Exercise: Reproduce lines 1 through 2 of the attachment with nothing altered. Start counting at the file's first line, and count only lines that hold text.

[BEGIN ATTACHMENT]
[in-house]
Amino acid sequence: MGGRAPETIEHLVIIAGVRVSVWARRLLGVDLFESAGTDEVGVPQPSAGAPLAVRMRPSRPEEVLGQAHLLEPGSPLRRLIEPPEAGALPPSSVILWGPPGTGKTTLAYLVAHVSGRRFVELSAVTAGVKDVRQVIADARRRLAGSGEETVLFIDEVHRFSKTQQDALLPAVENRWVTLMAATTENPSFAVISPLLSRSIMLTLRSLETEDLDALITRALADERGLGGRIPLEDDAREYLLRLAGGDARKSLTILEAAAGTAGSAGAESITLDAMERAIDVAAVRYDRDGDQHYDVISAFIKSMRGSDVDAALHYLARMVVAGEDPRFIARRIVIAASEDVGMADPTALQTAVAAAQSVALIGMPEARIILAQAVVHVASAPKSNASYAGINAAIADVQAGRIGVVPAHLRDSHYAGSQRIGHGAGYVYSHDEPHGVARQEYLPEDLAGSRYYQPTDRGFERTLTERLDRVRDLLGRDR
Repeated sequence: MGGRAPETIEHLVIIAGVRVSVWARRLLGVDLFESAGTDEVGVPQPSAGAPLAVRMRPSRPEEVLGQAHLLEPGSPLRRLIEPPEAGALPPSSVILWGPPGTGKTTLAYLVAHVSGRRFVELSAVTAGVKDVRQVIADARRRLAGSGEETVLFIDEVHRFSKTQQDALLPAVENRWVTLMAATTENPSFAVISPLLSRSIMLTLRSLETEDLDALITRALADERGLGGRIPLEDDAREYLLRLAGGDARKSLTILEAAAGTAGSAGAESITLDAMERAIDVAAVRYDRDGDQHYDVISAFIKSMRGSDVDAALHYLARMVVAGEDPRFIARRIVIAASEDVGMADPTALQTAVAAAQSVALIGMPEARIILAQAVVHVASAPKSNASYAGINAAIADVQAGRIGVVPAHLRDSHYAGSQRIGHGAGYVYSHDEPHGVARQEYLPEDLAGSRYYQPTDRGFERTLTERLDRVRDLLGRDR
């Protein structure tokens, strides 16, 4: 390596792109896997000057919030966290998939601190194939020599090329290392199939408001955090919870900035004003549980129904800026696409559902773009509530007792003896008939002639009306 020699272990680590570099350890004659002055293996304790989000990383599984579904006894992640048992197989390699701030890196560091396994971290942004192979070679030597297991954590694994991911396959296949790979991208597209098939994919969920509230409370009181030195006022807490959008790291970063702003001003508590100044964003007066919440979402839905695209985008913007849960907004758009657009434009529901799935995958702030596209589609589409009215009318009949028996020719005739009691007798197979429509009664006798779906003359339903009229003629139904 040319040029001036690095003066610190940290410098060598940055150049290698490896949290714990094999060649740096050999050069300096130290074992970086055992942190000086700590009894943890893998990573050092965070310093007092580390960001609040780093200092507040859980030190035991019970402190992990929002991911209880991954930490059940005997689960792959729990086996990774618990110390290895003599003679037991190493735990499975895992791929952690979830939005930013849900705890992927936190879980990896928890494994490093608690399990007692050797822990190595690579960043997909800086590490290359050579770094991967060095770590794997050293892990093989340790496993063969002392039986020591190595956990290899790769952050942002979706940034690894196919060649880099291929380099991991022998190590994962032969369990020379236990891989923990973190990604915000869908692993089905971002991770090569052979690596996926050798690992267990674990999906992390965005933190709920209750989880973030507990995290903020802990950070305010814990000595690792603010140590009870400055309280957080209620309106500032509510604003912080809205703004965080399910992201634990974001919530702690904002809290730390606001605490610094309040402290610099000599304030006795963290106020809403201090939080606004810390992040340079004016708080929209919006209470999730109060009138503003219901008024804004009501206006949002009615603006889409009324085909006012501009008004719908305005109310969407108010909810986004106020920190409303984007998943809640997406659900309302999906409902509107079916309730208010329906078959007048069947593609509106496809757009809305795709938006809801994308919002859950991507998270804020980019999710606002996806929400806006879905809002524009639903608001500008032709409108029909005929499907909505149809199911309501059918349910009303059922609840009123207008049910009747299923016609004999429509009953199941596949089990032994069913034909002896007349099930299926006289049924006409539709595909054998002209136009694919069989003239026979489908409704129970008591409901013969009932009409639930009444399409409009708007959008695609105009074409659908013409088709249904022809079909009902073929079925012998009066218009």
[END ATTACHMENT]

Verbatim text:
[in-house]
Amino acid sequence: MGGRAPETIEHLVIIAGVRVSVWARRLLGVDLFESAGTDEVGVPQPSAGAPLAVRMRPSRPEEVLGQAHLLEPGSPLRRLIEPPEAGALPPSSVILWGPPGTGKTTLAYLVAHVSGRRFVELSAVTAGVKDVRQVIADARRRLAGSGEETVLFIDEVHRFSKTQQDALLPAVENRWVTLMAATTENPSFAVISPLLSRSIMLTLRSLETEDLDALITRALADERGLGGRIPLEDDAREYLLRLAGGDARKSLTILEAAAGTAGSAGAESITLDAMERAIDVAAVRYDRDGDQHYDVISAFIKSMRGSDVDAALHYLARMVVAGEDPRFIARRIVIAASEDVGMADPTALQTAVAAAQSVALIGMPEARIILAQAVVHVASAPKSNASYAGINAAIADVQAGRIGVVPAHLRDSHYAGSQRIGHGAGYVYSHDEPHGVARQEYLPEDLAGSRYYQPTDRGFERTLTERLDRVRDLLGRDR